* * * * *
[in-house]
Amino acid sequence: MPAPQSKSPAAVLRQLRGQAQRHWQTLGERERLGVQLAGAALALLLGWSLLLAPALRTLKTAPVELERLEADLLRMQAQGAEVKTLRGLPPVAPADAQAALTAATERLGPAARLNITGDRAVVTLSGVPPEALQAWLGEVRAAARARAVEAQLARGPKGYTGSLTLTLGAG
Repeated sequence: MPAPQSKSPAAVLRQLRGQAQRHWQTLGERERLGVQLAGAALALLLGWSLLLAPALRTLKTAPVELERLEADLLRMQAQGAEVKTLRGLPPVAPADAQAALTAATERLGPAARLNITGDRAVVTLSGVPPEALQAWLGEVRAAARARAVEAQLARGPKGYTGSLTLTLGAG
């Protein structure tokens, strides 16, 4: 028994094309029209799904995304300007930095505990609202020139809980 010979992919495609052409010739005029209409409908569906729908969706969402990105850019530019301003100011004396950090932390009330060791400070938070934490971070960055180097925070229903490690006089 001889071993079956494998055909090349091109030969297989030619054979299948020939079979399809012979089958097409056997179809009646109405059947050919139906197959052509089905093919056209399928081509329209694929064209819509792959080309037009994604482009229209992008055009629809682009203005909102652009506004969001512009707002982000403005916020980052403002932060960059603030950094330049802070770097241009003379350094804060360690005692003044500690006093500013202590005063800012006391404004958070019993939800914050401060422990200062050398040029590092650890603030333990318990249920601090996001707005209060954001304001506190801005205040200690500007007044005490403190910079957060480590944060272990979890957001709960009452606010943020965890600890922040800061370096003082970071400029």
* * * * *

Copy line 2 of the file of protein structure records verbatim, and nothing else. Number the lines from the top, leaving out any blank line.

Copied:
Amino acid sequence: MPAPQSKSPAAVLRQLRGQAQRHWQTLGERERLGVQLAGAALALLLGWSLLLAPALRTLKTAPVELERLEADLLRMQAQGAEVKTLRGLPPVAPADAQAALTAATERLGPAARLNITGDRAVVTLSGVPPEALQAWLGEVRAAARARAVEAQLARGPKGYTGSLTLTLGAG